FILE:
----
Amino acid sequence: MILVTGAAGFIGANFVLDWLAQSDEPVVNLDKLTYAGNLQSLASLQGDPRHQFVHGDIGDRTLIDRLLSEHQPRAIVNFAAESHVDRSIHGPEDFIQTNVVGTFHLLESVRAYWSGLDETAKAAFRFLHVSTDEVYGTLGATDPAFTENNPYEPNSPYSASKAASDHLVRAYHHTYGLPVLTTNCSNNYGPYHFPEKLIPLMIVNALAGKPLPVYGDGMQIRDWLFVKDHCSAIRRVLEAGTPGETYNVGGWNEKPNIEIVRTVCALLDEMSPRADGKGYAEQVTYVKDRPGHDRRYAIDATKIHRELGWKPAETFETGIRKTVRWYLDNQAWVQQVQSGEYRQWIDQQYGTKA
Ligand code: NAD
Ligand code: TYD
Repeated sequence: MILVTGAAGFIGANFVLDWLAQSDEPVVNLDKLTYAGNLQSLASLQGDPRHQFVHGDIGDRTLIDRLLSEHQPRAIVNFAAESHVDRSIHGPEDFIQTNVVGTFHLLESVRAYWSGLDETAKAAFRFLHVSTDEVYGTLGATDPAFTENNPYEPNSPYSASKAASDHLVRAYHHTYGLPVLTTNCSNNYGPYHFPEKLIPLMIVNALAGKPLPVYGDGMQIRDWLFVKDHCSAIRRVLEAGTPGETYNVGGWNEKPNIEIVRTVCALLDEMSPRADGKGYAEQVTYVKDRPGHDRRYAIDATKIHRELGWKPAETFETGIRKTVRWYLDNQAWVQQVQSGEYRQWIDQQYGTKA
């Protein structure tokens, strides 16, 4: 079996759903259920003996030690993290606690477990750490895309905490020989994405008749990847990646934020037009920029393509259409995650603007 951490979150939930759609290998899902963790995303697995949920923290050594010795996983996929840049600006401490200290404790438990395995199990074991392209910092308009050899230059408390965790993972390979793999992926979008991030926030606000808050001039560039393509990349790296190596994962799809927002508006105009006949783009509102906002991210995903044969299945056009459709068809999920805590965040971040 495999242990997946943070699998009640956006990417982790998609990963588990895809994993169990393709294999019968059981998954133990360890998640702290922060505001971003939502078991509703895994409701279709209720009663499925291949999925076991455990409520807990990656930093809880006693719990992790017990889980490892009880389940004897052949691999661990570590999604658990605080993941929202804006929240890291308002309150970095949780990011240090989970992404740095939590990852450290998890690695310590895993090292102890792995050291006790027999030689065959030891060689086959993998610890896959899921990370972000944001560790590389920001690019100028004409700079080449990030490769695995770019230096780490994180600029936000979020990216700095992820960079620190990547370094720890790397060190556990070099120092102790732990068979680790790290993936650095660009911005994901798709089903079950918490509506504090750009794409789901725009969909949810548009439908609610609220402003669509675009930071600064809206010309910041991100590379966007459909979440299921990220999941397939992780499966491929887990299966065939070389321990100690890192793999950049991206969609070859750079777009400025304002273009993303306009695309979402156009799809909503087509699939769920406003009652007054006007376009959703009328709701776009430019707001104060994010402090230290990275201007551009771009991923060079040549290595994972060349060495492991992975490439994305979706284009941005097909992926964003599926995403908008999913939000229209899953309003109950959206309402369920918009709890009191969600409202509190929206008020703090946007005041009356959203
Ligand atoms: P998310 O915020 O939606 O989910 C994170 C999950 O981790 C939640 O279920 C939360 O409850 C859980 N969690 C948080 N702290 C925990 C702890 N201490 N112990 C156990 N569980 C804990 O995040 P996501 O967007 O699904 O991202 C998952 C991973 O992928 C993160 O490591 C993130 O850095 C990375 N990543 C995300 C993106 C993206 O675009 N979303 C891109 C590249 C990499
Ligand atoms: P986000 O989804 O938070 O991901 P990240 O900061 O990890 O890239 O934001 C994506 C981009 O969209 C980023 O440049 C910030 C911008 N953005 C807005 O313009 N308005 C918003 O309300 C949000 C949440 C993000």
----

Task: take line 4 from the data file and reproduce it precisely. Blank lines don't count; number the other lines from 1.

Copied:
Repeated sequence: MILVTGAAGFIGANFVLDWLAQSDEPVVNLDKLTYAGNLQSLASLQGDPRHQFVHGDIGDRTLIDRLLSEHQPRAIVNFAAESHVDRSIHGPEDFIQTNVVGTFHLLESVRAYWSGLDETAKAAFRFLHVSTDEVYGTLGATDPAFTENNPYEPNSPYSASKAASDHLVRAYHHTYGLPVLTTNCSNNYGPYHFPEKLIPLMIVNALAGKPLPVYGDGMQIRDWLFVKDHCSAIRRVLEAGTPGETYNVGGWNEKPNIEIVRTVCALLDEMSPRADGKGYAEQVTYVKDRPGHDRRYAIDATKIHRELGWKPAETFETGIRKTVRWYLDNQAWVQQVQSGEYRQWIDQQYGTKA